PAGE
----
Vesna, Krasnа, Nasho ladushka prishla!!!
Spring, Beauty, our darling has arrived!
These lines come from an operetta by Tchaikovsky which we sang during “maslenitsa”, a week long pancake-fest which marks, simultaneously, the beginning of Lent and the ‘end’ of winter. This was in mid-February, when there was still a few feet of snow and the temperature still hadn’t climbed above -5. So it felt a bit premature.
Two months on, something has arrived, but there’s nothing beautiful about it. About 10 days ago, a fundamental change took place. The sun, which for 3 months had cheerfully glinted off icicles and glistened on virgin snow, decided that enough was enough, and turned up the heat. Mercury in thermometers across Karelia slid above zero, and the frozen world began to be unlocked.
Petrozavodsk, usually a wet place, is even wetter than normal as hundreds of tonnes of snow melt away. Snowmelt has carved canyons in the thick layers of rock solid ice which cloaks the city’s pavements and yards. As the ice recedes, new additions to Petrozavodsk’s already abundant collection of potholes become visible, and quickly fill with water. It’s wise to stand well back from the edge of the road when waiting to cross, unless you don’t mind being sprayed from head to toe by filthy meltwater. And it really is filthy. When you think ice melt, you tend to imagine dazzling blue rivers tumbling down mountains and along majestic glacial valleys. But that ice comes from pristine alpine glaciers. As this ice melts, it releases 4 months of accumulated dirt, grit and sand. Lovely…
Away from the roads and pavements, the snow is doing it’s best to withstand the sun’s 16 hour daily onslaught (these Northern days are already as long as British days in late May). Instead of just melting away quietly, it has to pass through the kasha (porridge) phase. Walking through it is pretty grim, but driving in it is worse. This weekend I was 3 hours north of Petrozavodsk in a little town called Pindushi, where there is even more snow and little effort is made to shift it. The yard, where we tried to park the car, is now like a tennis court size bowl of mushy porridge, and the thick rock-ice covering the road is cut through by deep ruts and holes, leaving drivers to choose between slipping around on the slushy but generally flat raised bits or braving the ruts and being unable to avoid any pot holes which block your path. When roads cross, everything gets very confused as converging ruts and lumps of ice combine to form a suspension-killing assault course.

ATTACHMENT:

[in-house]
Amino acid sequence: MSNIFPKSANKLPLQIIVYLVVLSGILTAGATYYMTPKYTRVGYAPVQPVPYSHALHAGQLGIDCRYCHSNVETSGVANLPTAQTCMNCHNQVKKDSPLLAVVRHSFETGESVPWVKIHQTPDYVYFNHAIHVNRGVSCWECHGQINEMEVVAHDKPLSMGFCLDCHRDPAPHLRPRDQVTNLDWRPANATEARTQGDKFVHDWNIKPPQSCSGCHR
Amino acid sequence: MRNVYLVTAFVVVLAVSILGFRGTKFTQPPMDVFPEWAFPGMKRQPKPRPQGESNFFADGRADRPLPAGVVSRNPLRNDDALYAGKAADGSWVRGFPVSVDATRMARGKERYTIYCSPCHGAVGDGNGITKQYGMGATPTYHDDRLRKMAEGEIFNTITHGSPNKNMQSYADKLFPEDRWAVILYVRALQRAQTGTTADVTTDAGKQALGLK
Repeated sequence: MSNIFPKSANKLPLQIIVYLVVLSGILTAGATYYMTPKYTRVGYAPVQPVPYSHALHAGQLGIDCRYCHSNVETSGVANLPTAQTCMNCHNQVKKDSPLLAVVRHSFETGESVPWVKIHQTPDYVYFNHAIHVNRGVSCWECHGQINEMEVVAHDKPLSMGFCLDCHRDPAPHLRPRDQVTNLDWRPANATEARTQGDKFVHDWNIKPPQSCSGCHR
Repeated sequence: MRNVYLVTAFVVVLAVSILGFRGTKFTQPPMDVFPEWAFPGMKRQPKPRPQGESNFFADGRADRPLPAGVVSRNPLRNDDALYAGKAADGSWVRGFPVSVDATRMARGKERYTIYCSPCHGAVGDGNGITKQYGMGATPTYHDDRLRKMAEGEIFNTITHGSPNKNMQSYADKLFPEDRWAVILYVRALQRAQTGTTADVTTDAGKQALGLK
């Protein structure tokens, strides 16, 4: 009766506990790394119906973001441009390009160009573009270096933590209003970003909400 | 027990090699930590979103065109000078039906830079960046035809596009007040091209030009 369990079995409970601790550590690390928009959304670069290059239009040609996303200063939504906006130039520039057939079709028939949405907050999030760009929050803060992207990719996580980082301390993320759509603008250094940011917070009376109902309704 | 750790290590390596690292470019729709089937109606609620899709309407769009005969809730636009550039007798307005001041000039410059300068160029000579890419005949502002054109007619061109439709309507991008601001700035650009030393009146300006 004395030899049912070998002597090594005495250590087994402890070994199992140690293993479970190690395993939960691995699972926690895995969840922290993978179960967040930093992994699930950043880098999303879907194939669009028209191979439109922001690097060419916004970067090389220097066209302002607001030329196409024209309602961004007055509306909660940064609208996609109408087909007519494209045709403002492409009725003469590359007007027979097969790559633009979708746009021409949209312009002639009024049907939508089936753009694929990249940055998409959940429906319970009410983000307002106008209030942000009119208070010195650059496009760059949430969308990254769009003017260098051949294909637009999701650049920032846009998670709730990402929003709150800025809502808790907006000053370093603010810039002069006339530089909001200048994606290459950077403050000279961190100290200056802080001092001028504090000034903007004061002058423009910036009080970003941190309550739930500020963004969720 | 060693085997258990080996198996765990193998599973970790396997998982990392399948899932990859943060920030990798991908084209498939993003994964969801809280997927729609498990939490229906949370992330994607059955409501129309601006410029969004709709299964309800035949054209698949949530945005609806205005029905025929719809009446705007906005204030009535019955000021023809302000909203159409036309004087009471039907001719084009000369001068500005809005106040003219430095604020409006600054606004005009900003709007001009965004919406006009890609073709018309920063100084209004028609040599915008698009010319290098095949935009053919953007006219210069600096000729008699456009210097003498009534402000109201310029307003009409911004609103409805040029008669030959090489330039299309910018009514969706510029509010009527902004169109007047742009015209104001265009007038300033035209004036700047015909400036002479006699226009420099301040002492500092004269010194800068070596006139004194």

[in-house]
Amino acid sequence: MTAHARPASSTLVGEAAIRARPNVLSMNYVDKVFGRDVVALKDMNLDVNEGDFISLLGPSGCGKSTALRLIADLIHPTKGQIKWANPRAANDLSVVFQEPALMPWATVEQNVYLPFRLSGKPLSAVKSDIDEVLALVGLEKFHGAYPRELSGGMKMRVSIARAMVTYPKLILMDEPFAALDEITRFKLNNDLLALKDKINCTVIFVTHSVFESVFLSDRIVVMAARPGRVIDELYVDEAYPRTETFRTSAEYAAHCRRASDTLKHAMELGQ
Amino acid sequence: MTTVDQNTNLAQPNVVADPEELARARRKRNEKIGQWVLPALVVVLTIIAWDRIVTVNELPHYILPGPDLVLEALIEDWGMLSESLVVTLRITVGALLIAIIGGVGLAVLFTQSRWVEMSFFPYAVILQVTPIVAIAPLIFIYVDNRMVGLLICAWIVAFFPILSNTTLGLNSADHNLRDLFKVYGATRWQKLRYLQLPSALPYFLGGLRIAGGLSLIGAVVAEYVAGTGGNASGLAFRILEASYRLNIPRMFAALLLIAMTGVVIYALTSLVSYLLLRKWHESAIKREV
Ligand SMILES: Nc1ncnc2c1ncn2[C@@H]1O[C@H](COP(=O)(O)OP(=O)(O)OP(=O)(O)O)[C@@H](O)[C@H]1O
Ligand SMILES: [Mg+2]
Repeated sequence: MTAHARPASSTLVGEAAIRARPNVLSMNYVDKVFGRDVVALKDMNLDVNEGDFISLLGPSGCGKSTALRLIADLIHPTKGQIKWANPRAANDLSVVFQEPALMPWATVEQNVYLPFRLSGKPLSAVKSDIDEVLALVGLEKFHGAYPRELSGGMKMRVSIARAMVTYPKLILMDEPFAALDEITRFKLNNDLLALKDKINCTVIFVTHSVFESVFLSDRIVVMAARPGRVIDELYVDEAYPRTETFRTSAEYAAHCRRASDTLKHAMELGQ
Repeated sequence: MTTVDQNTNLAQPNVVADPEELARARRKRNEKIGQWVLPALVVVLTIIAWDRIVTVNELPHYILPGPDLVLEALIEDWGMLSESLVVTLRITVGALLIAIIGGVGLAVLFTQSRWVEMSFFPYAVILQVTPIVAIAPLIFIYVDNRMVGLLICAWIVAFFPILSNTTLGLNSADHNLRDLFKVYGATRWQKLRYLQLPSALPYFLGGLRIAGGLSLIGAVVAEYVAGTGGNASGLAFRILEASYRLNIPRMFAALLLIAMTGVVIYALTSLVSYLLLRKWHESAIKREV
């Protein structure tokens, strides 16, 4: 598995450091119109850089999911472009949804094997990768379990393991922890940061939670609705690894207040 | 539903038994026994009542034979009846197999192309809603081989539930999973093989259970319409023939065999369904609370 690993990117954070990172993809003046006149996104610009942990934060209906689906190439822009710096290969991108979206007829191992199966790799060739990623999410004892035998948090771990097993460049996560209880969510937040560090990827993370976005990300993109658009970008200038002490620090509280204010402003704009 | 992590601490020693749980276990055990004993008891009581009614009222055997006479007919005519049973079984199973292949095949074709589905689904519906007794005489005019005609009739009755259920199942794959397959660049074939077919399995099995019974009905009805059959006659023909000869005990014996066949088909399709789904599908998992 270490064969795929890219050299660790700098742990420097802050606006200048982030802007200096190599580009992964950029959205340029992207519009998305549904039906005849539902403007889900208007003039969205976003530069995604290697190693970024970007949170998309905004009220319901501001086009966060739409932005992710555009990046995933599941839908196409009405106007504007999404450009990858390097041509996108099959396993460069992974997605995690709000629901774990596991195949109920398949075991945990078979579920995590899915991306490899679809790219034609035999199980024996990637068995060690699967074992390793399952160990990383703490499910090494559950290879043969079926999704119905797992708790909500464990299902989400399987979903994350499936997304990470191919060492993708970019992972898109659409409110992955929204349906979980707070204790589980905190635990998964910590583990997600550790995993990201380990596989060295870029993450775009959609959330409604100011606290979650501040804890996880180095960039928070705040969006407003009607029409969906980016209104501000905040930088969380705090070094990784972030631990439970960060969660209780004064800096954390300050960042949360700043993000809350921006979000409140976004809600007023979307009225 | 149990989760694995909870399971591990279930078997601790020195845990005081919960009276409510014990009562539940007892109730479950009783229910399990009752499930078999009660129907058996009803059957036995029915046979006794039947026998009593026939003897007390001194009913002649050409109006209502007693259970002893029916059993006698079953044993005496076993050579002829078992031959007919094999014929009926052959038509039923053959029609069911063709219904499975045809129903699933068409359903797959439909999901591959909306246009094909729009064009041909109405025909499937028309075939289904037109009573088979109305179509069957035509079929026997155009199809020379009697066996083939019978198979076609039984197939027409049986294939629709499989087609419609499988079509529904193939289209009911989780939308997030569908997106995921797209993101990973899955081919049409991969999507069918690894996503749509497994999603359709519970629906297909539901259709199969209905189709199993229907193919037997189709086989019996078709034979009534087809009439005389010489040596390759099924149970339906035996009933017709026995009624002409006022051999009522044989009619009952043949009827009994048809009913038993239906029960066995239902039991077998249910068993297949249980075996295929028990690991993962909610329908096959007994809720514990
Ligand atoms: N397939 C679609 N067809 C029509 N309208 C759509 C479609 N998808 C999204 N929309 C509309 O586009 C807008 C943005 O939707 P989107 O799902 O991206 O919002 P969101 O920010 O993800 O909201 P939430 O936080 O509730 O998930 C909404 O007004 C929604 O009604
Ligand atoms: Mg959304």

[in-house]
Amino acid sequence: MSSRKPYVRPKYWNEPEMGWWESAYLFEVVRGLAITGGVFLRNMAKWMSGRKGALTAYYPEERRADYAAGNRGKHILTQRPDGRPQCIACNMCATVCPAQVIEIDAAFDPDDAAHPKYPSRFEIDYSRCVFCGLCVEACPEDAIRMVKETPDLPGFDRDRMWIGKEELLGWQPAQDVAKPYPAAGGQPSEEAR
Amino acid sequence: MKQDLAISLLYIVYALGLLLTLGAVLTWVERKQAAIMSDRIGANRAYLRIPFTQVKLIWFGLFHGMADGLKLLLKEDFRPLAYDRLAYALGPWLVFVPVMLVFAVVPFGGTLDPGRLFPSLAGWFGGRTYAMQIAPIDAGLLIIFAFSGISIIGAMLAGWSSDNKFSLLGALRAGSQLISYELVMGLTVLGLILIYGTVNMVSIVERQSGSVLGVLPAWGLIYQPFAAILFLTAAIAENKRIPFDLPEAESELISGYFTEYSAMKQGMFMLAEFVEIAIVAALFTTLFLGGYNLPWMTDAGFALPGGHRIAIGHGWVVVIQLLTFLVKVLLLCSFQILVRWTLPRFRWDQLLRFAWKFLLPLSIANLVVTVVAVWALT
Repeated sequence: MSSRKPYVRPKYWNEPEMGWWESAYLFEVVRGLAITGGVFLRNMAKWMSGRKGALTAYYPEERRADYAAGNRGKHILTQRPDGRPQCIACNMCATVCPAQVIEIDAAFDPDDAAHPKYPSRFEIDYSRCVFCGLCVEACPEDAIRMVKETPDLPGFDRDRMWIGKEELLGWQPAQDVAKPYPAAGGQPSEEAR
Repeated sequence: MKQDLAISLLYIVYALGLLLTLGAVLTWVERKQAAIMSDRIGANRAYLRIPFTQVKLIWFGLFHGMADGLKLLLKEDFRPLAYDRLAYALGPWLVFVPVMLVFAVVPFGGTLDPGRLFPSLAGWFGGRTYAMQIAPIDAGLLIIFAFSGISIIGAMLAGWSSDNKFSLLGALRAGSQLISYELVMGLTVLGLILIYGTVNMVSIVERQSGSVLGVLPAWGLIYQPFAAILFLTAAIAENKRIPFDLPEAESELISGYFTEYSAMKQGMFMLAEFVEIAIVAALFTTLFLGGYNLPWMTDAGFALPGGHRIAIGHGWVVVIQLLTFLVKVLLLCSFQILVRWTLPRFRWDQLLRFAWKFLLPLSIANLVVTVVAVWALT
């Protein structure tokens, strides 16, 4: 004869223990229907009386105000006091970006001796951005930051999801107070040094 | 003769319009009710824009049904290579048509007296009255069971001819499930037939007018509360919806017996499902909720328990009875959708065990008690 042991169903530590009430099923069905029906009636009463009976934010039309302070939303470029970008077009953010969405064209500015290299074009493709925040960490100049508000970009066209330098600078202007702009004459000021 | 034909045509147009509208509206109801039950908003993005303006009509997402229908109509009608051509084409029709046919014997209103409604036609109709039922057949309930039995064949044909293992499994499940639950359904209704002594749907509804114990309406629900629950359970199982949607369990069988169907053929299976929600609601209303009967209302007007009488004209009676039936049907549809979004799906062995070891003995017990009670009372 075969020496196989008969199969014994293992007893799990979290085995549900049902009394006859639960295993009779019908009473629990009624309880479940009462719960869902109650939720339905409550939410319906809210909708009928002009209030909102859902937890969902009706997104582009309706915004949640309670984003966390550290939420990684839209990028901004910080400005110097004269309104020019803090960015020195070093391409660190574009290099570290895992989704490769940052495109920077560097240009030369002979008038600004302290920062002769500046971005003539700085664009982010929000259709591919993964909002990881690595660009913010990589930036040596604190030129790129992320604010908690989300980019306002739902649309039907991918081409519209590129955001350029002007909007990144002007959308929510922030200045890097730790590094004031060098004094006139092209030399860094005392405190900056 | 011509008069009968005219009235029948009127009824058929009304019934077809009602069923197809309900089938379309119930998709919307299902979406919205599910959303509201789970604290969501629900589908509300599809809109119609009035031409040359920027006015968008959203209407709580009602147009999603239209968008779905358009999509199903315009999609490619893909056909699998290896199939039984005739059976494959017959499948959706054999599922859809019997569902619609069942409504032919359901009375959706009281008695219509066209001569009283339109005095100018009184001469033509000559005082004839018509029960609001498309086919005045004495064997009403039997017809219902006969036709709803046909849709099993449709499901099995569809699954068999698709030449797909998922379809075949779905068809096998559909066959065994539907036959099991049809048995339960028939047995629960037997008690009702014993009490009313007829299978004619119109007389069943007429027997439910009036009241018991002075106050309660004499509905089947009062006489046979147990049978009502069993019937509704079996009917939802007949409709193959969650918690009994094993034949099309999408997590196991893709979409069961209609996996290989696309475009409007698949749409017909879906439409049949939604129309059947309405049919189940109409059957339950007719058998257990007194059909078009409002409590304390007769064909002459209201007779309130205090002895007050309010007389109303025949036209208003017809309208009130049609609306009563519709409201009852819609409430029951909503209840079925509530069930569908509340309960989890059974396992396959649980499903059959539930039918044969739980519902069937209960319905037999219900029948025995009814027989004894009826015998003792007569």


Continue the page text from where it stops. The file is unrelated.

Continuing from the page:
All things considered, this might not have been the time to try driving abroad for the first time. But loving a challenge, I asked if I might have a turn behind the wheel (the insurance policy covers all licensed drivers, so I did nothing illegal!). It quite quickly became clear that this was not a great idea. From the unfamiliar surroundings of left-hand drive, I struggled to gauge where my wheels and where the side of the car was. To add to this, I had to get used to controlling the clutch on the sort of road British mountain-bikers would tackle with pleasure, and which no-one in their right mind would take their 2-wheel drive saloon on.
Needless to say, I didn’t do very well. If I tried to stay out of the ruts, I hit the snow drift at the side of the road. If I went in the ruts, I slid around and thumped through pot holes. My every move seemed to draw shrieks from my passengers, who were wondering why on earth they’d let me behind the wheel of their new car. Their patience didn’t last long, and after a painful 500 metres or so (for car and passengers) I pulled over and returned to the passenger’s seat, where I plan to stay put for the foreseeable future.
I fear that my little adventure lost me any authority I previously had to offer driving tips, but I gained even more respect for Russian drivers, who battle daily against snow, ice, puddles, potholes, marking-free roads, temperamental (and, until recently, corrupt) traffic cops and vehicles which should have been taken off the road years ago.
Talking of which, I’ve found myself a new favourite car here. The UAZ Buhanka (Loaf) has the friendly headlights and endearing loaf-of-bread shape of the VW Hippy Van, but it’s built like a Land-Rover, with 4 wheel drive, massive clearance and the same chassis as a jeep built by the same company. When I tell Russians of my love, and my dream of buying an old, Soviet model, painting it and driving it home to England they think I’m out of my mind. They tell me its uncomfortable. They tell me its unreliable. But if it can survive rural Russian roads in Spring, then I’m sure it can handle anything Britain can throw at it (except maybe the MOT…)
|The original Soviet Union Buhanka|
|Modern day Russian post van. Unstoppable...|
|The hippy version... imagine a few surf boards on the roof...|